and Monarchists. The moderate centre parties virtually disappeared; between the elections, Lerroux's group fell from the 104 representatives it had in 1934 to just 9.

In the following months there was increasing violence between left and right. This helped development of the Fascist-inspired Falange Española
Falange
The Spanish Phalanx of the Assemblies of the National Syndicalist Offensive , known simply as the Falange, is the name assigned to several political movements and parties dating from the 1930s, most particularly the original fascist movement in Spain. The word means phalanx formation in Spanish....

, a National party led by José Antonio Primo de Rivera
José Antonio Primo de Rivera
José Antonio Primo de Rivera y Sáenz de Heredia, 1st Duke of Primo de Rivera, 3rd Marquis of Estella , was a Spanish lawyer, nobleman, politician, and founder of the Falange Española...

, the son of the former dictator, Miguel Primo de Rivera. Although it had only taken 0.7 per cent of the votes in the election, by July 1936 the Falange had 40,000 members.

Assassinations of political leaders and beginning of the war


On July 12, 1936, Lieutenant José Castillo
José Castillo (Spanish Civil War)
José del Castillo Sáez de Tejada or José Castillo was a Spanish Police Guardia de Asalto lieutenant during the Second Spanish Republic...

, an important member of the anti-fascist military organisation Unión Militar Republicana Antifascista
Unión Militar Republicana Antifascista
The Unión Militar Republicana Antifascista was a self-described anti-fascist organization for military members in Spain during the Second Spanish Republic. The secret society was created in late 1935, with its membership drawn primarily from the Assault Guard...

 (UMRA), was shot by Falangist
Falange
The Spanish Phalanx of the Assemblies of the National Syndicalist Offensive , known simply as the Falange, is the name assigned to several political movements and parties dating from the 1930s, most particularly the original fascist movement in Spain. The word means phalanx formation in Spanish....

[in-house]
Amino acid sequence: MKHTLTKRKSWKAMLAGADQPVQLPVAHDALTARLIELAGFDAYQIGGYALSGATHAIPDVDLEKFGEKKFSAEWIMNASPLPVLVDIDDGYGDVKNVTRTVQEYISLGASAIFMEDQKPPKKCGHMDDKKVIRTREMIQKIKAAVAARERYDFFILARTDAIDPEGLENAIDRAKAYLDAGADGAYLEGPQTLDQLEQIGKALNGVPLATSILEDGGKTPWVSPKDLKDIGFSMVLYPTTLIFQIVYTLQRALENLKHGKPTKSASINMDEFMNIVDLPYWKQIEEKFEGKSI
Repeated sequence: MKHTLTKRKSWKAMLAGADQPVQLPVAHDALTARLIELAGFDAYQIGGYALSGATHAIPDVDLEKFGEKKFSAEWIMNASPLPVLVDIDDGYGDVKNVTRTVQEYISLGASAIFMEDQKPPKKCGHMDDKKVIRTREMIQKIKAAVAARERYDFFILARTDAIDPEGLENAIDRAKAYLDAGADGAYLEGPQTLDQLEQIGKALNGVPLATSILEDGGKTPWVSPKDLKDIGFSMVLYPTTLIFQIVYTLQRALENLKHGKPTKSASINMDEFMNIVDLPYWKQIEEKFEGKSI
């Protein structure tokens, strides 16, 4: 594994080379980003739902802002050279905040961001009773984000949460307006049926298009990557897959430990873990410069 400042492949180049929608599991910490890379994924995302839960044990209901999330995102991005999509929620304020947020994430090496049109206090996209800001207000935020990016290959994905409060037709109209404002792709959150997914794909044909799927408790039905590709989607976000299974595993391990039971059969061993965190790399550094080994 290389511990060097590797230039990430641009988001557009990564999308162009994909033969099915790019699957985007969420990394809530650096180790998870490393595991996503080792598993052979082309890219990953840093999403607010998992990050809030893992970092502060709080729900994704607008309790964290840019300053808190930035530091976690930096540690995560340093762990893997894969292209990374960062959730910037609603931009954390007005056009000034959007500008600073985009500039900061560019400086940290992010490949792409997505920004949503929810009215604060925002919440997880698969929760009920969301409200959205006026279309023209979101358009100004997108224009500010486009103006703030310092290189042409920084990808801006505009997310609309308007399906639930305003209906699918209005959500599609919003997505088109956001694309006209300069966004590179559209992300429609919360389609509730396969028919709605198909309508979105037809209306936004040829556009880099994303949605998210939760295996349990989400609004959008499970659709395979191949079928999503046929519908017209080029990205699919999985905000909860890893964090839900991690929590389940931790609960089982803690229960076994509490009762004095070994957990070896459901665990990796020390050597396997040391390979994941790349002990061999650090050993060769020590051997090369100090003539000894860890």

gunmen. In retaliation the following day, July 13, UMRA members assassinated José Calvo Sotelo
José Calvo Sotelo
José Calvo Sotelo, 1st Duke of Calvo Sotelo was a Spanish politician prior to and during the Second Spanish Republic...

, leader of the right-wing opposition and the most prominent Spanish monarchist who, describing the government's actions as Bolshevist and Anarchist, had been exhorting the army to violence, declaring that Spanish soldiers would save the country from Communism if "there are no politicians capable of doing so"

The Right blamed the government for Calvo Sotelo's assassination. Although it is sometimes considered the catalyst for the further political polarisation that ensued, the Falange and other right-wing conspirators, including Juan de la Cierva
Juan de la Cierva
Juan de la Cierva y Codorníu, 1st Count of De La Cierva was a Spanish civil engineer, pilot and aeronuatical engineer. His most famous accomplishment was the invention in 1920 of the Autogiro, a single-rotor type of aircraft that came to be called autogyro in the English language...

, had already been conspiring to launch a military coup d'état against the government, to be led by senior army officers. When the antifascist Castillo and the pro-Fascist Calvo Sotelo were buried on the same day July 14 in the same Madrid cemetery, fighting between the Police Assault Guard
Guardia de Asalto
The Guardia de Asalto , usually shortened to Los Asaltos or just Asaltos, were the blue-uniformed urban police force of Spain during the Spanish Second Republic. It was the urban analogue to the green-uniformed Guardia Civil which patrolled the countryside. The Assault Guards were special police...

 and Fascist militias broke out in the surrounding streets, resulting in four more deaths.

Three days later (July 17), the coup d'état began more or less as it had been planned, with an army uprising in Spanish Morocco
Spanish Morocco
The Spanish protectorate of Morocco was the area of Morocco under colonial rule by the Spanish Empire, established by the Treaty of Fez in 1912 and ending in 1956, when both France and Spain recognized Moroccan independence.-Territorial borders:...

 which then spread to several regions of the country. Franco's move was intended to seize power immediately, but his army uprising met with serious resistance and great swathes of Spain, including most of the main cities, remained loyal to the legally established Republic of Spain. General Franco then, instead of declaring his coup a failure, initiated a slow and determined war of attrition against the elected government in Madrid.
As a result, an estimated total of approximately 500,000 people would lose their lives in the war that followed.

Civil War



On July 17, 1936, General Franco led the Spanish Army of Africa
Spanish Army of Africa
The Army of Africa was a Spanish field army that garrisoned Spanish Morocco from the early 20th century until Morocco's independence in 1956....

 from Morocco to attack the mainland, while another force from the north under General Emilio Mola
Emilio Mola